This week’s curated content includes links exploring the following:
- the differences between wireframing and prototyping
- how video games provide the benefits of play
- examples of how virtual reality is transforming the shopping experience
- an exploration of where microlearning fits into the learning landscape
- a breakdown of what makes a good scenario
- examples of the types of accidents that can occur when using VR
Wireframing Vs Prototyping: What’s the Difference? by Will Fanguy
The use of wireframes and prototypes is growing in our industry. Last week I was at the Learning Solutions Conference and had a couple of conversations with people about the topics. What I noticed in all of those conversations is that these two terms – wireframing and prototyping – were used almost interchangeably. I made a note to come back to this topic after the conference and share something that addresses the differences. Interestingly enough, I share this for two reasons. The first – wanting to explore the differences – I’ve already mentioned. The second is the example this represents for curation. My original intent was to blog about this topic, and then I thought “Chances are someone more qualified than me has already covered this”. It turns out someone more qualified did, and finding and sharing this resource was quicker and more effective than creating one myself.
Benefits of Play Revealed in Research on Video Gaming by Peter Gray Ph.D.
“Play” is something that is often discussed in the context of learning. There’s plenty of research exploring the benefits of play, but that understanding (or belief) doesn’t automatically transfer to all definitions. For example, many would not approach the value of play as openly if the play in question was video gaming. But the caution about video gaming may be overblown, and in truth video gaming may be filling in gaps that exist in play that have emerged in our culture in recent years. This research-based post explores these concepts and more.
Shopify betting virtual reality ‘will fundamentally change the way we shop’ by Tara Deschamps
VR and AR continue to emerge within the consumer landscape, often in surprising places. This article looks at how AR and VR are being explored within a context that almost anyone can relate to: Shopping. This article examines the use cases that these technologies can be applied to, which are great examples for those exploring VR and AR for learning. In addition, it’s another example of an almost ubiquitous experience that will further normalize AR and VR in our culture.
Learning in the Flow of Work by Josh Bersin
Despite it’s growing popularity in our industry, there is no one agreed-upon definition for what microlearning is. In situations like that, I often find it helpful to use comparisons to other things and looking at how two ideas are different. Understanding those differences in many ways helps us understand the individual items better. In this post, we look at microlearning in contrast to another concept – macrolearning. While I’m not sharing this as an endorsement of a single definition of microlearning, posts like this that compare it to other concepts will hopefully bring our industry closer to defining this concept.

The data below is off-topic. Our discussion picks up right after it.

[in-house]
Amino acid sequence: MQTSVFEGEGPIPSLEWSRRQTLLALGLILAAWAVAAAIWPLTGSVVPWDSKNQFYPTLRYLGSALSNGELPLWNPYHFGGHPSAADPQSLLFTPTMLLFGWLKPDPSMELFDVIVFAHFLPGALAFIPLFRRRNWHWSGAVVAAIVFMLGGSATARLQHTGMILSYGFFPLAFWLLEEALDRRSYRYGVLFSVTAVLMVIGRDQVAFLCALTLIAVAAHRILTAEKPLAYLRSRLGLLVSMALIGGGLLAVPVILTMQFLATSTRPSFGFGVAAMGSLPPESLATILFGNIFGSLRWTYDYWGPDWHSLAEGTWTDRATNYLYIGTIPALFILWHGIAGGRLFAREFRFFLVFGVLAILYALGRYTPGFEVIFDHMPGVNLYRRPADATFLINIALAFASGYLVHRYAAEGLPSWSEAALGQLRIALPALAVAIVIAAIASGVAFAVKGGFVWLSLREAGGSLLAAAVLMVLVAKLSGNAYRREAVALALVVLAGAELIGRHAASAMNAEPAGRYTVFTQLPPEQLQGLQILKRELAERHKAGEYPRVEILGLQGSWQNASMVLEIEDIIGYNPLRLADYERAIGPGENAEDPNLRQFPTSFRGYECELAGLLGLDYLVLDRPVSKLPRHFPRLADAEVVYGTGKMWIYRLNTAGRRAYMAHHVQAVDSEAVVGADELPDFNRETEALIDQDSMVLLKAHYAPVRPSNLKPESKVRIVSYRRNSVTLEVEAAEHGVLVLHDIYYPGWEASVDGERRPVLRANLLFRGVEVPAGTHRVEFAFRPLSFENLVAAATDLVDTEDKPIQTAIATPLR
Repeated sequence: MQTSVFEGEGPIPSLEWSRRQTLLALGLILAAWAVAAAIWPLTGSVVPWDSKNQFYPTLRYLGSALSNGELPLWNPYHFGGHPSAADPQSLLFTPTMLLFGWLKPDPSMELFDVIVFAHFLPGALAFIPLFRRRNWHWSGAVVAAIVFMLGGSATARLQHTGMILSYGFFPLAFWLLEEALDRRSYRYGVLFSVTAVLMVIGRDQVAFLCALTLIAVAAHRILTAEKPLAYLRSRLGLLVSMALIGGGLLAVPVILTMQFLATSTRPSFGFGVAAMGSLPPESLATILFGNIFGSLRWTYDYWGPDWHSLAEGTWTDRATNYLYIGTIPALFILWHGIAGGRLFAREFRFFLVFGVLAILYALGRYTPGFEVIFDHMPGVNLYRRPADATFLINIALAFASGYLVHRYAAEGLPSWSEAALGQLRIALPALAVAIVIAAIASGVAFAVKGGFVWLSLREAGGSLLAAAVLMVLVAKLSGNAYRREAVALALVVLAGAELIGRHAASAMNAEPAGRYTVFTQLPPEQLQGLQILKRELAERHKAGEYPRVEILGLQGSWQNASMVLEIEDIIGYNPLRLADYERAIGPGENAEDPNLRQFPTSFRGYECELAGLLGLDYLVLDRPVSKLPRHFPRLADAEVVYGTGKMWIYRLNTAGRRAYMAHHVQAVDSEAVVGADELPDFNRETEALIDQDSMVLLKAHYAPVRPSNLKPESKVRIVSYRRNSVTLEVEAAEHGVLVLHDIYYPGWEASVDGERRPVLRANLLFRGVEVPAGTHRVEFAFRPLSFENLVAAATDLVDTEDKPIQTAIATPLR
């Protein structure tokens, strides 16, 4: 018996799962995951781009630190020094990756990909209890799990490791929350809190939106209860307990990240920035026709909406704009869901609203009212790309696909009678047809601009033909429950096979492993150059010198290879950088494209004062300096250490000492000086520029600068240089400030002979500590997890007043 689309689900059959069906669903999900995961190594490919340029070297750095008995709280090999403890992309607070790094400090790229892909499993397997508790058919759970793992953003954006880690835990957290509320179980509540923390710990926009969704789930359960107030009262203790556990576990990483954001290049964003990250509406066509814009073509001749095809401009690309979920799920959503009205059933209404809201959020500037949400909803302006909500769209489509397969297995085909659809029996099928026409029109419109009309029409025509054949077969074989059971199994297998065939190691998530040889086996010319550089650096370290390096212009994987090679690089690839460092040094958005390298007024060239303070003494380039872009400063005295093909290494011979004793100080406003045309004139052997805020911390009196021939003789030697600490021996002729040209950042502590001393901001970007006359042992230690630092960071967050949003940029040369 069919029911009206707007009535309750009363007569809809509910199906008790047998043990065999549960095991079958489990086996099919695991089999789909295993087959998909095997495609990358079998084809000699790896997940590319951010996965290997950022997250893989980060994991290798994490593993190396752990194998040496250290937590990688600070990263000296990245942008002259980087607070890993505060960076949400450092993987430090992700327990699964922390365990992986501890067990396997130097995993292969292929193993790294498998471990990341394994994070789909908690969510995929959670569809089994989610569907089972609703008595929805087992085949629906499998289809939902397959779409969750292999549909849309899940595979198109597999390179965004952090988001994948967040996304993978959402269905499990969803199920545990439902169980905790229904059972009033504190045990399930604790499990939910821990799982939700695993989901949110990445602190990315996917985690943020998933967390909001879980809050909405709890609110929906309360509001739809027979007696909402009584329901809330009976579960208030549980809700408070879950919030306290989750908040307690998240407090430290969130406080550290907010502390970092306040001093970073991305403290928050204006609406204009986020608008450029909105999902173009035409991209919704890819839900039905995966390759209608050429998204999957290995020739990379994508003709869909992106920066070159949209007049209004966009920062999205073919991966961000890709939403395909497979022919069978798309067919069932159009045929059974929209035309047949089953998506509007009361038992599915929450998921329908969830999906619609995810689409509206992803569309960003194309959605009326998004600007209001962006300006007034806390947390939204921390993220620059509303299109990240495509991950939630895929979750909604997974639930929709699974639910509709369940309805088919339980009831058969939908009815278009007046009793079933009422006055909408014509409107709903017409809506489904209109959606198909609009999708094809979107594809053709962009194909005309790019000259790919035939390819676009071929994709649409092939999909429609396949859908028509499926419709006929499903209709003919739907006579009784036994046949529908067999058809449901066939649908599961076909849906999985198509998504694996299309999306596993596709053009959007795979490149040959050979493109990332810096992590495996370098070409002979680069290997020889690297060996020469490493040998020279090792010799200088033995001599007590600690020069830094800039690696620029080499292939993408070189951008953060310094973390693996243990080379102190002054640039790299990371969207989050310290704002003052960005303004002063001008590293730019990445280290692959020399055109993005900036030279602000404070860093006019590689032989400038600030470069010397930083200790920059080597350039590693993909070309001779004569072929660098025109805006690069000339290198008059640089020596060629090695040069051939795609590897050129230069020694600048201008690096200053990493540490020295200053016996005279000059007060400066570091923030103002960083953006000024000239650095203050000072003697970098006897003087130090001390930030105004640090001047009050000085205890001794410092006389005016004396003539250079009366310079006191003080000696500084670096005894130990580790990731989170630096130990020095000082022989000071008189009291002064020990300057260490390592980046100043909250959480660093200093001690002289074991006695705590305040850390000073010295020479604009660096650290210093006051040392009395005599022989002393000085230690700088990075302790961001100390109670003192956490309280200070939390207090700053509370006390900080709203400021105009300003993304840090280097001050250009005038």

Scenario design: The process by Cathy Moore
Branching scenarios are very common in elearning. Building these scenarios is a baseline skill for many instructional designers and developers. However, a mistake many in our field make is concentrating too much on how to build a scenario within our tool and not enough on how to build a quality scenario in itself. This post explores the process of creating a quality scenario for learning.
Accidents And Injuries In VR – The Best & Worst Of The VRFocus Team by Kevin Joyce
One of the first objections I hear from people considering VR is the concern about safety. The idea of someone putting on a headset that blocks out the physical world is a valid concern, and one that if not dealt with can result in the risk of injury. This post explores some of the potential physical risks that VR applications can create, which is helpful to those looking to avoid similar issues.
Immerse Yourself in VR, AR, and Simulations for Learning
After selling out in 2017, Realities360 returns to Silicon Valley in June 2018. Everything about the conference is expanded this year while still providing the smaller event feel and an environment where individuals and orgainzations that are early adopters of AR, VR, and simulation technologies can network and collaborate.
Realities360 will be a hands-on event that enables you to experience these technologies for yourself and engage in conversations about the opportunities these technologies open for learning and development. This is the event that enables training and education professionals, and our industry, to put these exciting technologies into context and harness their potential.
Join us in San Jose June 26 – 28 as we create the future together.